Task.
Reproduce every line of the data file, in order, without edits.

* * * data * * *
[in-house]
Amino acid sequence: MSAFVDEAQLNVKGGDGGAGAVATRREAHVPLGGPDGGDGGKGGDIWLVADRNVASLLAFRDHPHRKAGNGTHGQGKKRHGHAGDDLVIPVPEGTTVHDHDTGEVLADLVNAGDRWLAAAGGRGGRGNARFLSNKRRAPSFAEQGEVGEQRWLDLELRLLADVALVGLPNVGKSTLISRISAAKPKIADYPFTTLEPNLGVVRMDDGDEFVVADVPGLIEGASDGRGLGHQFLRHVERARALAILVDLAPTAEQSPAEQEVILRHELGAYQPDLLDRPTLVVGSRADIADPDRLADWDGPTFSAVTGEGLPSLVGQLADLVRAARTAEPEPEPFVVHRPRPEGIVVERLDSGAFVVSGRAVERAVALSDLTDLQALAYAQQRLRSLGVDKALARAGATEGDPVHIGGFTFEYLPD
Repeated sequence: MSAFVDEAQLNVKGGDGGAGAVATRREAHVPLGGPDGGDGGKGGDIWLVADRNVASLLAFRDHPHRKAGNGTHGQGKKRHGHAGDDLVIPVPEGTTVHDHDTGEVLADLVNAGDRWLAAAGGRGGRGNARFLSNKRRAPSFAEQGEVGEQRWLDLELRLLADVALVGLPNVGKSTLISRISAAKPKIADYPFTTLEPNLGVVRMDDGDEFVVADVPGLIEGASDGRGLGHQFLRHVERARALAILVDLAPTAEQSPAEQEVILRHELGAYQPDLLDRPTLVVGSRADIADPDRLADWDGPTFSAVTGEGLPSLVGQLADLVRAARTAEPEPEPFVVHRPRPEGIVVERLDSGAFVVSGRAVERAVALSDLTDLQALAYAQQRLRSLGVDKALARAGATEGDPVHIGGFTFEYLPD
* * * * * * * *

[in-house]
Amino acid sequence: MSAFVDEAQLNVKGGDGGAGAVATRREAHVPLGGPDGGDGGKGGDIWLVADRNVASLLAFRDHPHRKAGNGTHGQGKKRHGHAGDDLVIPVPEGTTVHDHDTGEVLADLVNAGDRWLAAAGGRGGRGNARFLSNKRRAPSFAEQGEVGEQRWLDLELRLLADVALVGLPNVGKSTLISRISAAKPKIADYPFTTLEPNLGVVRMDDGDEFVVADVPGLIEGASDGRGLGHQFLRHVERARALAILVDLAPTAEQSPAEQEVILRHELGAYQPDLLDRPTLVVGSRADIADPDRLADWDGPTFSAVTGEGLPSLVGQLADLVRAARTAEPEPEPFVVHRPRPEGIVVERLDSGAFVVSGRAVERAVALSDLTDLQALAYAQQRLRSLGVDKALARAGATEGDPVHIGGFTFEYLPD
Repeated sequence: MSAFVDEAQLNVKGGDGGAGAVATRREAHVPLGGPDGGDGGKGGDIWLVADRNVASLLAFRDHPHRKAGNGTHGQGKKRHGHAGDDLVIPVPEGTTVHDHDTGEVLADLVNAGDRWLAAAGGRGGRGNARFLSNKRRAPSFAEQGEVGEQRWLDLELRLLADVALVGLPNVGKSTLISRISAAKPKIADYPFTTLEPNLGVVRMDDGDEFVVADVPGLIEGASDGRGLGHQFLRHVERARALAILVDLAPTAEQSPAEQEVILRHELGAYQPDLLDRPTLVVGSRADIADPDRLADWDGPTFSAVTGEGLPSLVGQLADLVRAARTAEPEPEPFVVHRPRPEGIVVERLDSGAFVVSGRAVERAVALSDLTDLQALAYAQQRLRSLGVDKALARAGATEGDPVHIGGFTFEYLPD